Developing Safety Tests without the Use of Animals
Safety Science

In developing safety assessment methods for our products and materials, Kao utilizes cultured cells so that no animal is used. For example, skin allergies are complex mechanisms affecting the entire body, and they involve many stages. Langerhans cells in the epidermis are activated by an antigen and migrate to local lymph nodes, triggering the proliferation of antigen-specific T lymphocytes. If the skin comes into contact with the antigen for a second or subsequent exposure, it will become locally inflamed. In conventional skin sensitization tests, all of these complex reactions are reproduced in the body. In developing a new testing method, however, we noticed changes that occur in the expression of antigens CD86 and CD54 localized on the surfaces of Langerhans cells activated by antigens. Working with the cosmetics company Shiseido Co., Ltd., we began developing a skin sensitization test method in 2003 that makes use of cultured cells. Similarly, eye irritation is another important consideration when assessing product safety. Using cultured cells taken from the cornea, we developed a short-time exposure test. Comparing the results of this quick test with existing eye irritation data, we found a high degree of correlation.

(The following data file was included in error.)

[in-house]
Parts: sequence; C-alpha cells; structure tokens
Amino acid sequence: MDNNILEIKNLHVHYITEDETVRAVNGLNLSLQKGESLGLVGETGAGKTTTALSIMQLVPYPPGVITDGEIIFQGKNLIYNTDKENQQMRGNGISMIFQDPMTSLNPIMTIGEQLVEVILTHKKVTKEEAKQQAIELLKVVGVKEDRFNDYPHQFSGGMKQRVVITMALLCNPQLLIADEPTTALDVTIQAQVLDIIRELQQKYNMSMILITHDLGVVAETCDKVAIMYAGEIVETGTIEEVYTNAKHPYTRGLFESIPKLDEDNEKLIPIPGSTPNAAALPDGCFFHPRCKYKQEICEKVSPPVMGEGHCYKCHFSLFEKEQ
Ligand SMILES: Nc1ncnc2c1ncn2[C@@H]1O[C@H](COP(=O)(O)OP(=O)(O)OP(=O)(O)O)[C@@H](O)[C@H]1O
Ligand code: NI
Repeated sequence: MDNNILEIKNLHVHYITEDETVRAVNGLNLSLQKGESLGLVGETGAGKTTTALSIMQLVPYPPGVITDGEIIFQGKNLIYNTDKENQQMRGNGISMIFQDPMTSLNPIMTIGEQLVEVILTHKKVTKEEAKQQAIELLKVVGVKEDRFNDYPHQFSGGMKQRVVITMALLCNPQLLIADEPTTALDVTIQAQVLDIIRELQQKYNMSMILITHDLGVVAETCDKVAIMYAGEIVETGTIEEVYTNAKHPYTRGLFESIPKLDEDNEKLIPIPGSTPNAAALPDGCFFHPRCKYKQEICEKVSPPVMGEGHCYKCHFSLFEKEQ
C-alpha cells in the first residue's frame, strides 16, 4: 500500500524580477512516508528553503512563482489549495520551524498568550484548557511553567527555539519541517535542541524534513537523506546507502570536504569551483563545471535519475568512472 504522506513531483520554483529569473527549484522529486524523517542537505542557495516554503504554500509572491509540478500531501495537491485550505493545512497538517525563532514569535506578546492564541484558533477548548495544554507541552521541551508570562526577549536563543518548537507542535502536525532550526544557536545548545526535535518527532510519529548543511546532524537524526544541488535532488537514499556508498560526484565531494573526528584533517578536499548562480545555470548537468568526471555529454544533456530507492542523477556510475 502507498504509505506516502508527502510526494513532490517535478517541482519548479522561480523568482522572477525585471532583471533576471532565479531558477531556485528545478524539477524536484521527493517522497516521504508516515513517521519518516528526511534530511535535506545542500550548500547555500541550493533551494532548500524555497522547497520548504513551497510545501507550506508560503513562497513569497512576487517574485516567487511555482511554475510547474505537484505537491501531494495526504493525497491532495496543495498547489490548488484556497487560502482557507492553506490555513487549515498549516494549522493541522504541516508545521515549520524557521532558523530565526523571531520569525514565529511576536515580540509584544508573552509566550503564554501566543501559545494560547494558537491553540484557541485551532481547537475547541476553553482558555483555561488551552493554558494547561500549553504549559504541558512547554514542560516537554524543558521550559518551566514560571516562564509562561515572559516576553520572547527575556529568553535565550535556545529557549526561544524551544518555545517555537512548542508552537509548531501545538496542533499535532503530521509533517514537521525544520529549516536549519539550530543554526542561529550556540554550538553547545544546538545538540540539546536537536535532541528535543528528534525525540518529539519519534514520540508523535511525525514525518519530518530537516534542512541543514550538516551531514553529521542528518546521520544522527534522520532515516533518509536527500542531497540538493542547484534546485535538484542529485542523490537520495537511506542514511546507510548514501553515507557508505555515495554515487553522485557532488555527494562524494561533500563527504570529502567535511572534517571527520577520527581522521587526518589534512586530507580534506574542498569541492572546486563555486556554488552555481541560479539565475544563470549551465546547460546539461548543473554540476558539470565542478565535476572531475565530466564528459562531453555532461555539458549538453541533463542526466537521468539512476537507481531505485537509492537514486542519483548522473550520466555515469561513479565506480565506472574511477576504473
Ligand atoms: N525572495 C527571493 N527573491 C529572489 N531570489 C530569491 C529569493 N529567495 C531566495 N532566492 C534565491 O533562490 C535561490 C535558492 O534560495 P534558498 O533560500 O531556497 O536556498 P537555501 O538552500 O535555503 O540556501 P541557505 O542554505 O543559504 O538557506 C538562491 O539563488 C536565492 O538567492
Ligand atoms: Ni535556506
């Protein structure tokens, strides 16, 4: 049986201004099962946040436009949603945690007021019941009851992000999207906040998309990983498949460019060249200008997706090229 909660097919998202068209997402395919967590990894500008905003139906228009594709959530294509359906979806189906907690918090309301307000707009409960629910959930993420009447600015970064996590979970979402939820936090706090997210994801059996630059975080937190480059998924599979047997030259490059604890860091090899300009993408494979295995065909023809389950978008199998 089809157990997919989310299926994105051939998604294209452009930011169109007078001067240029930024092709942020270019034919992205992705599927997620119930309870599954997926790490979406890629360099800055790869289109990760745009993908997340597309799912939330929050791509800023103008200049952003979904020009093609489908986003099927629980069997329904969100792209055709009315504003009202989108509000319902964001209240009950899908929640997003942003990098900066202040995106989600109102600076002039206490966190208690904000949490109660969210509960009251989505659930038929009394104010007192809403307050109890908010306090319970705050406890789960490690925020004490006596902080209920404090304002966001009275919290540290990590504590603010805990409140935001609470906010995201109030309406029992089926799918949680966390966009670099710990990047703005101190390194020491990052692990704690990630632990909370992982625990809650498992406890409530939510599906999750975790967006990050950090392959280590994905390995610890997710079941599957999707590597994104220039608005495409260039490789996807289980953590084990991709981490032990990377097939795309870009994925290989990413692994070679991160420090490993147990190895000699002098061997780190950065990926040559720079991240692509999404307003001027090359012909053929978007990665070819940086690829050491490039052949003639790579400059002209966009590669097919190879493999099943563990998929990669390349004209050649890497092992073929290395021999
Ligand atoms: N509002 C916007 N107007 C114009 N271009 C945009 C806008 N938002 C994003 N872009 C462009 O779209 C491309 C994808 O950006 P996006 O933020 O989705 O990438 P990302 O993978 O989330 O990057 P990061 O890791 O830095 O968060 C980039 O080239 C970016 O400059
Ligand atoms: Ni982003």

Because they are simple, convenient, and have high predictivity, these tests can be applied as screening methods to ascertain whether or not a given chemical substance will cause an allergic reaction on the skin or irritation to the eye. Working jointly with cosmetic companies and research institutes both in Japan and abroad, we are actively engaged in getting these tests internationally accepted as standard procedures.